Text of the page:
Is Your Center of Gravity Achievement Oriented?

Mar 17, 2015

If you’re in a leadership role, there’s a good chance that your center of gravity falls within the Achievement stage of adult development.

We’re now on the 6th floor of our imaginary “human development” building. People who score at the Achiever stage have an even better “view.” They have a broader awareness of their own subtle thoughts, ideas, feelings, and emotions. They understand how those aspects of self shape their ability to choose, make decisions, and create results.
At the Achiever stage of adult development, things start to get really interesting. The reason is because the Achiever’s meaning-making system closely aligns with our westernized view of capitalism. We’re talking vision, strategy, competition, results—all those good things that make up our sense of power and profitability in business. Think of it this way. The Achievers keep our technical Experts moving past perfectionism to results. They are responsible, conscientious people who strive for the success of themselves, the organization, and even society-at-large (Torbert, 2004). Achievers are able to integrate multiple time zones. They learn from the past, get the job done in the present, and visualize the future.

The Achiever as Leader

Thirty-three percent of all senior-level leaders score at the Achiever stage (Torbert, 2004). It’s the good news and the bad news because the Achiever is still at what we call an “individual” stage. What this essentially means is that he’s not yet fully cognizant of the greater collective. Yes, he values team-building and collaboration. He does so, however, from a spirit of competition so he perceives these efforts as practical strategies that will further his goals or vision for the organization. Whereas the Expert stage of development focuses on perfection, the Achiever seeks both efficiency and effectiveness. This pursuit of effectiveness underscores a desire for mutual relationships. Even so, the Achiever may value intimacy with a select view. He’s probably good at balancing goals with professional relationships. Yet, an underlying competitive spirit causes the Achiever to chase time. This chase may show up as workaholism, family neglect, lack of a social life, and even poor health. This brings us to the shadow side.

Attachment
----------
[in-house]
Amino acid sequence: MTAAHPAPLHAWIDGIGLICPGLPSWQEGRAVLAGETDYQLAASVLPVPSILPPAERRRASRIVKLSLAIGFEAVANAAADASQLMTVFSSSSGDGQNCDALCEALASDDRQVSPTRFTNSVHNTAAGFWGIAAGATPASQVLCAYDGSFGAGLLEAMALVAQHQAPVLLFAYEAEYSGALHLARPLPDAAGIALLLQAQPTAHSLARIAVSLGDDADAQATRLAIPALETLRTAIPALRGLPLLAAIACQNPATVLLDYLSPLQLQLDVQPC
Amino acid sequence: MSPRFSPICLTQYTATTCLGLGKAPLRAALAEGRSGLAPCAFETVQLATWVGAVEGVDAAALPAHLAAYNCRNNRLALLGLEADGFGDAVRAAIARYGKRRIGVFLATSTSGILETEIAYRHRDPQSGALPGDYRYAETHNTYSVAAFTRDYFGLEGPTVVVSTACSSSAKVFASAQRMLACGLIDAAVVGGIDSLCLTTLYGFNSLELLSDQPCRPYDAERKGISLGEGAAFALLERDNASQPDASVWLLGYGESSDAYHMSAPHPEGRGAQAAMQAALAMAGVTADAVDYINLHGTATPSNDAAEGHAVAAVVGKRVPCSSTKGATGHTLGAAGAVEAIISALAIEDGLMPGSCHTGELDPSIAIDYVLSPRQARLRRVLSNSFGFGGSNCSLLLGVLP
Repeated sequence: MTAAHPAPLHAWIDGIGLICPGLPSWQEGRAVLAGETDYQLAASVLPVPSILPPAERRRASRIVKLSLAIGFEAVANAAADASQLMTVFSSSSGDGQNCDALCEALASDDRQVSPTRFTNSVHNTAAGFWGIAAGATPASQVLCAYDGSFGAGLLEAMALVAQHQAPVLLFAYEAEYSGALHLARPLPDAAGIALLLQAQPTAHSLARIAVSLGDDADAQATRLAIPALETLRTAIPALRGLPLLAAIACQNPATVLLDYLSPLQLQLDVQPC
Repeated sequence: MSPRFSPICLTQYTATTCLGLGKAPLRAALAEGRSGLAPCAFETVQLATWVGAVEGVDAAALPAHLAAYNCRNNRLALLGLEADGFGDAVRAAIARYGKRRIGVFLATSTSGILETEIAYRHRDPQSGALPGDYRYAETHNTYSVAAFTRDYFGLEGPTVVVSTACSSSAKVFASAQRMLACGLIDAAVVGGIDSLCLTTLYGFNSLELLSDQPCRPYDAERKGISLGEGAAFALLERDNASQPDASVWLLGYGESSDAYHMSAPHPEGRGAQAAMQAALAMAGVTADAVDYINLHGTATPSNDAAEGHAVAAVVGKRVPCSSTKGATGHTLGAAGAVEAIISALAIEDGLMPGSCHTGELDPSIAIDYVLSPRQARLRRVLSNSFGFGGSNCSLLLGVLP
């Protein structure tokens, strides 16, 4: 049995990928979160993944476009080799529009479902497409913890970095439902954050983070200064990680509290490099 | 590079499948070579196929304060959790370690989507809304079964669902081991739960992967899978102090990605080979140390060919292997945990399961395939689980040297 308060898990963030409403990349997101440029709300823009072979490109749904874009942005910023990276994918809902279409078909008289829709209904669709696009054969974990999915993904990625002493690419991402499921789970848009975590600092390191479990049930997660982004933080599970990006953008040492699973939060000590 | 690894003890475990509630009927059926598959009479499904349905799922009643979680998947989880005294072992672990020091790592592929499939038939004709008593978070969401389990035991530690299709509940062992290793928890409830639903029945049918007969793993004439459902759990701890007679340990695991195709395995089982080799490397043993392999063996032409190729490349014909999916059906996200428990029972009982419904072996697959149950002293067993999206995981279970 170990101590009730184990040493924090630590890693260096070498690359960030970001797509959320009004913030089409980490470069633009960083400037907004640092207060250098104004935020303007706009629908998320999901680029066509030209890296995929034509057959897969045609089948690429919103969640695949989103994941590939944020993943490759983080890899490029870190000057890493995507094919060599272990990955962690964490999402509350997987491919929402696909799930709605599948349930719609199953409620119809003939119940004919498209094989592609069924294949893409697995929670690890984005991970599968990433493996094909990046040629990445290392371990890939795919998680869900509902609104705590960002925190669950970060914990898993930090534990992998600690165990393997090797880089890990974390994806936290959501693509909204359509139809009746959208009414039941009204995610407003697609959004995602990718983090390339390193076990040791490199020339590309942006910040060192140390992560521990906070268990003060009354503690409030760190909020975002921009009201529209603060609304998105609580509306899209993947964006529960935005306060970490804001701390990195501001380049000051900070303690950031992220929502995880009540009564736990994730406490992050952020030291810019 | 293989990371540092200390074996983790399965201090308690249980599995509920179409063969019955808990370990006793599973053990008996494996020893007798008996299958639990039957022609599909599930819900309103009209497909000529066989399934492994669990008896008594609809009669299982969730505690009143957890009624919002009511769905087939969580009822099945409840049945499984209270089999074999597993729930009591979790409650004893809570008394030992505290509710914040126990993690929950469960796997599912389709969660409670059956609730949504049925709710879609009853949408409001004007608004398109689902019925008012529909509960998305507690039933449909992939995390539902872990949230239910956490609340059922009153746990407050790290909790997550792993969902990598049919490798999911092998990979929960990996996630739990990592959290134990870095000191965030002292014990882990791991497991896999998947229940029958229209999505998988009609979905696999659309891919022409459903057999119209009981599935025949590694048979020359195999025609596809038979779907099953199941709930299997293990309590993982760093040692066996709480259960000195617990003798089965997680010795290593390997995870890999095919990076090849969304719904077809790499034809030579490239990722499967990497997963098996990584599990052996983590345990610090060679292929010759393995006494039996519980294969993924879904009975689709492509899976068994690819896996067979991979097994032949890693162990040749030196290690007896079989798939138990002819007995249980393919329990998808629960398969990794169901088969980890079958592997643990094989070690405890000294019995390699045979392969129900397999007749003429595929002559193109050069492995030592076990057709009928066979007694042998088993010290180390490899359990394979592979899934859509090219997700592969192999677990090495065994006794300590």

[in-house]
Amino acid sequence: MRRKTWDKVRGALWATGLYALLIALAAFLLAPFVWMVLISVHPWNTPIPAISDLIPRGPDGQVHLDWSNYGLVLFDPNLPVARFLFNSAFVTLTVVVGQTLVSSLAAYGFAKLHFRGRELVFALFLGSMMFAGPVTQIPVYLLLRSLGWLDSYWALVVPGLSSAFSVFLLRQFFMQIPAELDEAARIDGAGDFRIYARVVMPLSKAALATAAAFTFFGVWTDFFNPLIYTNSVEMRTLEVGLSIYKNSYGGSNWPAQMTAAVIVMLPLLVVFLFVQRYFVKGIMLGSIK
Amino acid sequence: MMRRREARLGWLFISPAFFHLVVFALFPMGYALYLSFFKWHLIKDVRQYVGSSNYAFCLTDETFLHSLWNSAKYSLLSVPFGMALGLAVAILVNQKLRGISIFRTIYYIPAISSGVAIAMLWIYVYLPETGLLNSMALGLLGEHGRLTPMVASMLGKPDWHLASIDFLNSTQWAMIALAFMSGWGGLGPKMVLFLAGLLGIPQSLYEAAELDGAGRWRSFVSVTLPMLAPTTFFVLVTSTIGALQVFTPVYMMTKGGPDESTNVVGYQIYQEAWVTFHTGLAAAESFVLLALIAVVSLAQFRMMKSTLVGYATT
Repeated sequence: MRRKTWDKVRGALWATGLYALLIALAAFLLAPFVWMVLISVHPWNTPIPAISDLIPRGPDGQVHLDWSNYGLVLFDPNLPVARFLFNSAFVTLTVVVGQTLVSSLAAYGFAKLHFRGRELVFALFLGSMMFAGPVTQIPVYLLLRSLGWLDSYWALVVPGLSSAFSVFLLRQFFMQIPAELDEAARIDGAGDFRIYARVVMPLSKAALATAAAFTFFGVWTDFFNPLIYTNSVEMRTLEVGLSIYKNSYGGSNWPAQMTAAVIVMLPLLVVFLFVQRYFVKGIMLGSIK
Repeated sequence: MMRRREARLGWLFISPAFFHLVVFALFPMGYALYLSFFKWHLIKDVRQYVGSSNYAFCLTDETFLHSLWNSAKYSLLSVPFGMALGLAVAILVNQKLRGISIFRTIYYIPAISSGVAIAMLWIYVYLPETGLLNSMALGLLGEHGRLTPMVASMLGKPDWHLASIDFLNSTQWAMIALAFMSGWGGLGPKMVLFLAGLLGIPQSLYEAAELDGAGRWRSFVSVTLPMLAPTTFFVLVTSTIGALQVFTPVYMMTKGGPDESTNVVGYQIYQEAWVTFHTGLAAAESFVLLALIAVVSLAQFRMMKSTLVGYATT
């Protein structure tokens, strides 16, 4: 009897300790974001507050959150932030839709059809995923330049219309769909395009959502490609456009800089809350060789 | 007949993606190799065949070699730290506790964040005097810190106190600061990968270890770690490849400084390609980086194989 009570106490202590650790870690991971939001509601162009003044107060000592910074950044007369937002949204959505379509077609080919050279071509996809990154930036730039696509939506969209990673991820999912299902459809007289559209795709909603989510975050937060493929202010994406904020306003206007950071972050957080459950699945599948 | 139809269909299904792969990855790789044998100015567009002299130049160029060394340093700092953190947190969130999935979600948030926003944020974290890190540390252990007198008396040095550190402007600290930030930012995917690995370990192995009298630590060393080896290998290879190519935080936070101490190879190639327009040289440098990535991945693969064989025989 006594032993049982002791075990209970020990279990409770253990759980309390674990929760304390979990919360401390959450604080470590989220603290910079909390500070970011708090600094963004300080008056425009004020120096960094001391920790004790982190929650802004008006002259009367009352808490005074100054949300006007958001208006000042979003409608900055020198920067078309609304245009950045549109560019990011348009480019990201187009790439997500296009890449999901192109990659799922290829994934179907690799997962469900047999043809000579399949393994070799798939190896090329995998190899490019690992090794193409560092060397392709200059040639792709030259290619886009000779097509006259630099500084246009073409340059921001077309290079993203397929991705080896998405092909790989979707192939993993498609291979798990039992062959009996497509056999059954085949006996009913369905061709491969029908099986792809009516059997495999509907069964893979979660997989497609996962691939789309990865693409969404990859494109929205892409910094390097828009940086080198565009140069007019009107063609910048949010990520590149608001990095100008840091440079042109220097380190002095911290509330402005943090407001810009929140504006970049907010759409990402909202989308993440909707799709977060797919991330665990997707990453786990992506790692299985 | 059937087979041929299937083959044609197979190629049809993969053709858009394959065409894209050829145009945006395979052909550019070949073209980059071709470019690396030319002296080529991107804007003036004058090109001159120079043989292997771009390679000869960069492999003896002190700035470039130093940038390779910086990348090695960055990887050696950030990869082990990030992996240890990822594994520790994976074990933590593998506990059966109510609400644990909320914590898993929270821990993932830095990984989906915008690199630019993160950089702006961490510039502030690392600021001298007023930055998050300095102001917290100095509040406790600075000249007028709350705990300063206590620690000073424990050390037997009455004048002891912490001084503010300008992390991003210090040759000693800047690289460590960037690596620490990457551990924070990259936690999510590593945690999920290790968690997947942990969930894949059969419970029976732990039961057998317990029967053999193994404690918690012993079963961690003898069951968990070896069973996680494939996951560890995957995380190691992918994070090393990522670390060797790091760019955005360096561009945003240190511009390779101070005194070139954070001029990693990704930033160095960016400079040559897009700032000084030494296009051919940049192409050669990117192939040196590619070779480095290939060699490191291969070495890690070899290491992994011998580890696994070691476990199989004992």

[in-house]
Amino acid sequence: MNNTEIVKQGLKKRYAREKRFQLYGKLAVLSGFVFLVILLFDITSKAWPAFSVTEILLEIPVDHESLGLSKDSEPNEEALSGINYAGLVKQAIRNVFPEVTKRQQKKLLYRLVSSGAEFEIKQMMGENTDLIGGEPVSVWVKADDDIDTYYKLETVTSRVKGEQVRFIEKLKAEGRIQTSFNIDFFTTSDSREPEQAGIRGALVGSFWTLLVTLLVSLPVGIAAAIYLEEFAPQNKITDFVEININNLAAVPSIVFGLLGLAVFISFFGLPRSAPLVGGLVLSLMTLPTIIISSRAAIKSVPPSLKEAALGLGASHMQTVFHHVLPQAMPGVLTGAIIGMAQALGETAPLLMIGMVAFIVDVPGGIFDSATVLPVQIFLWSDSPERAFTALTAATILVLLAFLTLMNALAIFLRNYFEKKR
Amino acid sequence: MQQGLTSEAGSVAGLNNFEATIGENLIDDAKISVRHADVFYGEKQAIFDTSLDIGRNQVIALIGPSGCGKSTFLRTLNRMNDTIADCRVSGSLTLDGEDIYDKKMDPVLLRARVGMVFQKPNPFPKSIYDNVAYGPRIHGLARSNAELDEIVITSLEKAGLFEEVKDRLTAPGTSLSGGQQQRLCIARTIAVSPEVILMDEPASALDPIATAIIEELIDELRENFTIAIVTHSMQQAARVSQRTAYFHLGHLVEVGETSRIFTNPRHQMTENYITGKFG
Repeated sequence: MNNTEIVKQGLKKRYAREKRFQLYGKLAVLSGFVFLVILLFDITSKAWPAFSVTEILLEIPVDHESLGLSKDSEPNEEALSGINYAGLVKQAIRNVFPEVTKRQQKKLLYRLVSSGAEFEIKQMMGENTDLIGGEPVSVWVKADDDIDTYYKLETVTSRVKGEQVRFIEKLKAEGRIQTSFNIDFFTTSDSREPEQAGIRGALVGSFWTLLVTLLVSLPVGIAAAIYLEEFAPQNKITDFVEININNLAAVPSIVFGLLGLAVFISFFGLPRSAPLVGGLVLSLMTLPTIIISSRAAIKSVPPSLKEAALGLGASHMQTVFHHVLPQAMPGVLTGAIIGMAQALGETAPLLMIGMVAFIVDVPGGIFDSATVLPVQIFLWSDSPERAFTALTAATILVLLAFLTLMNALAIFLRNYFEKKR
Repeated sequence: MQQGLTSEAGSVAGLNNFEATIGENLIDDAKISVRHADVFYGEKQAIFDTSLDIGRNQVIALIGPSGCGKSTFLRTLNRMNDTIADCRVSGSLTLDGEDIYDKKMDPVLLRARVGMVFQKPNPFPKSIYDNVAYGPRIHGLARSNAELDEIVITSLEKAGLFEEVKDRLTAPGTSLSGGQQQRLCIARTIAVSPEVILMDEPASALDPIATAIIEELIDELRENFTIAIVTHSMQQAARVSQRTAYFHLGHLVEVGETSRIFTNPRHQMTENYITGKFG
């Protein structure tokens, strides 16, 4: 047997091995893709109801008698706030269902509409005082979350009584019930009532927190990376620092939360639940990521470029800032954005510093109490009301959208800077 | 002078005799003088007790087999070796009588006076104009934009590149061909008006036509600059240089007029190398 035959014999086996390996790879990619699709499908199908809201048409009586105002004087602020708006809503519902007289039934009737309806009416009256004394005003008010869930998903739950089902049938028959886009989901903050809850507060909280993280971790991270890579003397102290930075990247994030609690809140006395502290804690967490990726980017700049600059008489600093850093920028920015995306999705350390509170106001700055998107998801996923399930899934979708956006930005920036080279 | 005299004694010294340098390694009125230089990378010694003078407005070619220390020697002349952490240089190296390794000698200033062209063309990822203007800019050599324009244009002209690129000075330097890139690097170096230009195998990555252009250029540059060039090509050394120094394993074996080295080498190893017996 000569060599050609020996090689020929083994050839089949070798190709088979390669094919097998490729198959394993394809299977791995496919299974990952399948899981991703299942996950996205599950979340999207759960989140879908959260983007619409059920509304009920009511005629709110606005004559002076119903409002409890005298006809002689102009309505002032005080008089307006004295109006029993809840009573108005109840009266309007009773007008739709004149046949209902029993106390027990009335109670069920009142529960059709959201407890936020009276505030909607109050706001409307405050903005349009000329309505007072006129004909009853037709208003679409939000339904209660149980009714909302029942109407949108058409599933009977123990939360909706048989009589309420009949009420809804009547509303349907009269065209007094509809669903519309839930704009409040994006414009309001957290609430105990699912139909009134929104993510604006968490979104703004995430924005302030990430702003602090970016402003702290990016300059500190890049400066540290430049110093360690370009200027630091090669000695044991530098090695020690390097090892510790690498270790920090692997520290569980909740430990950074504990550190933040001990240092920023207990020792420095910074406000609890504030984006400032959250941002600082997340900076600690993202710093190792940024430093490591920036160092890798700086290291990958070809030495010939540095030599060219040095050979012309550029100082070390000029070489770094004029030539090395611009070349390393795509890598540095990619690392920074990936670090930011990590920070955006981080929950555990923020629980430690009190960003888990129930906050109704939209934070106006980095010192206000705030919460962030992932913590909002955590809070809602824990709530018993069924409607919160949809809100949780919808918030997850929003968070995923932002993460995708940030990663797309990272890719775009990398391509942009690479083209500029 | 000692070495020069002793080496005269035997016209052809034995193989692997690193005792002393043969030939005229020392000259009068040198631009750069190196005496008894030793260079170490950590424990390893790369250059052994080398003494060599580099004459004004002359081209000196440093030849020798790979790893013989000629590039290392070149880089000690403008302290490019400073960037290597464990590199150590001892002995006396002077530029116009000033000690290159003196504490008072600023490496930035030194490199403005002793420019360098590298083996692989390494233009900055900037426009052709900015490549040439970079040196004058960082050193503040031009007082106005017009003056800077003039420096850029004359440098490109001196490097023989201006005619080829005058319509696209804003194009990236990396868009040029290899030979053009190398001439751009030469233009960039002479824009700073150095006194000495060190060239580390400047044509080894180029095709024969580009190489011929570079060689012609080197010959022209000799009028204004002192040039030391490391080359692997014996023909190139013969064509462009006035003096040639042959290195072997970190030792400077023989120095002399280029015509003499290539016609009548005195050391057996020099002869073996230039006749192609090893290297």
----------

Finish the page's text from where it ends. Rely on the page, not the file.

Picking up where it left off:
The Shadow Side of the Achiever

Every stage of development has a dark and light side. As human beings, it’s just how we’re wired. Psychologists refer to our dark side as the shadow side. For most senior-level Achievers, that shadow side may be nothing more than a tendency to drive others too hard. Then, there’s the Madoff’s of the world who have a pathological competitive spirit —perhaps a form of narcissism? Either way, the important thing to note is that the Achiever is blind to their own shadow. They like who they are. After all, they have a proven track record of success. Why change? From a practical perspective, Achievers do like feedback if it will help them improve or meet their goals. Depending on the nature of the shadow, however, it may be difficult for them to embrace any feedback that seems counterproductive to the results they’re after. Here’s a few other things to consider about the Achiever stage. According to O’Fallon (2013), the Achiever:

  • Has a desire to do things “first before anyone else does.”
  • Had a need to protect own ideas; copyrights, contracts, and legal protections are vital.
  • Assumes others sees things as they do.
  • Has a tendency to talk “at” rather than “with” others.
  • Expect others to be as driven as they are.
  • Has fear of own failure.
  • Is result-driven; anything short of desired results is considered failure.

Every developmental stage offers up the wisdom and strength from earlier stages as well as opportunity for future growth. If the Achiever desires to grow up into the next stage, greater self awareness is required. Fortunately, there are available resources available to assist in this pursuit. I have been blessed to have been mentored and trained by some of the most brilliant minds in the field, Bill Torbert, Terri O’Fallon, and even Bob Kegan at Harvard University. If you’re willing to take a step forward, I invite you to access some of the resources below. Then, stay tuned for my next blog. I’ll be discussing the Pluralist stage of development.

Resources and References

Kegan, R. (1994). In over our heads: The mental demands of modern life. Cambridge, MA: Harvard University Press.

O’Fallon, T. (2013). The senses: Demystifying awakening. Paper presented at the Integral Theory Conference, San Francisco, CA.

Pacific Integral (n.d.). StAGES: Growing up is waking up: Interpenetrating Quadrants, States, and Structures. Seattle, WA: O’Fallon, T.

Torbert, B., & Herdman-Barker, E. (2013). The Global Leadership Profile report. Boston, MA: Action Inquiry Associates

Torbert, W. R., Cook-Greuter, S. R., Fisher, D., Foldy, E. Gauthier, A., Keeley, J., et al. (2004). Action inquiry: The secret of timely and transforming leadership. San Francisco, CA: Berrett- Koehler.

[callout]This post is part of a series written by Sharon Spano, PhD. The series is titled, The Stages of Human Development. To learn about the stages of human development, read my posts: